Recycling project not a waste

Tristan WheelerManjimup-Bridgetown Times
Amanda Sparkes and Elizabeth Corrigan with the our war on waste board.
Camera IconAmanda Sparkes and Elizabeth Corrigan with the our war on waste board. Credit: Manjimup-Bridgetown Times

St Brigid’s Catholic Primary School in Bridgetown has embarked on a recycling project that has seen it reduce its weekly rubbish.

Led by library assistant Elizabeth Corrigan and cleaner Amanda Sparkes, the school dropped from 12 council bins of rubbish per week to between two and four.

The project has a number of different facets and aims to educate students on the amount of waste generated, as well as alternative ways of storing food.

This term the school has created a policy that requires students to take home lunch box rubbish such as cling-wrap or empty packets, as a way to make students and their parents aware of the rubbish generated by lunches.

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“That was putting the onus back on the students and their families to look at the rubbish they were generating in the first place,” Mrs Corrigan said.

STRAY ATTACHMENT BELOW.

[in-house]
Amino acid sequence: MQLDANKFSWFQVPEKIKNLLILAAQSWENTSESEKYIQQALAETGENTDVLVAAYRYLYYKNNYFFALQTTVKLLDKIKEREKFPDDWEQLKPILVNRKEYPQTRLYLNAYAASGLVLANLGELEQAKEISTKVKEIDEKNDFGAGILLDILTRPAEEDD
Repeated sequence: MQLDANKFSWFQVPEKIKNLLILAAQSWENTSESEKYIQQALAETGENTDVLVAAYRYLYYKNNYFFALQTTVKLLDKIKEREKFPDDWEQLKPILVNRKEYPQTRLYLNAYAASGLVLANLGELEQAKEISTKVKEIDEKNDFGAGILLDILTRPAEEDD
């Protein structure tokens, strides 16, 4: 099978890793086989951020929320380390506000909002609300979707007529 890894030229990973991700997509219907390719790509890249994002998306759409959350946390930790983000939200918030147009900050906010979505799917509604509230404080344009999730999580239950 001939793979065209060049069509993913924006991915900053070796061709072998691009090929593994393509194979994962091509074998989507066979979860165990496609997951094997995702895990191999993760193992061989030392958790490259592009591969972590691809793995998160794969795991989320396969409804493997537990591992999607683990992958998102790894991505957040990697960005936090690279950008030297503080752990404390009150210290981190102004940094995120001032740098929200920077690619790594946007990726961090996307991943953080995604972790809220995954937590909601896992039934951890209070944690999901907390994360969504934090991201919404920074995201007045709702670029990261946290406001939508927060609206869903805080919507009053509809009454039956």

On days where the school canteen runs, a washing up station is available to ensure that recyclable plastics are washed before being placed in recycling bins.

In the school’s classrooms, standard bins have been replaced by five different bins for different waste — pencil sharpenings, tissues, compost and soft plastics and a small bin for general waste.

“I might only empty the recycling bin once a week in their classroom, which is just their papers and stuff like that, but the small bin, there is generally no waste in there,” Mrs Sparkes aid.

The project was conceived at the end of 2019.

“We looked at the amount of waste being generated in our school generally between teachers and students and we felt that we had to change,” Mrs Corrigan said.

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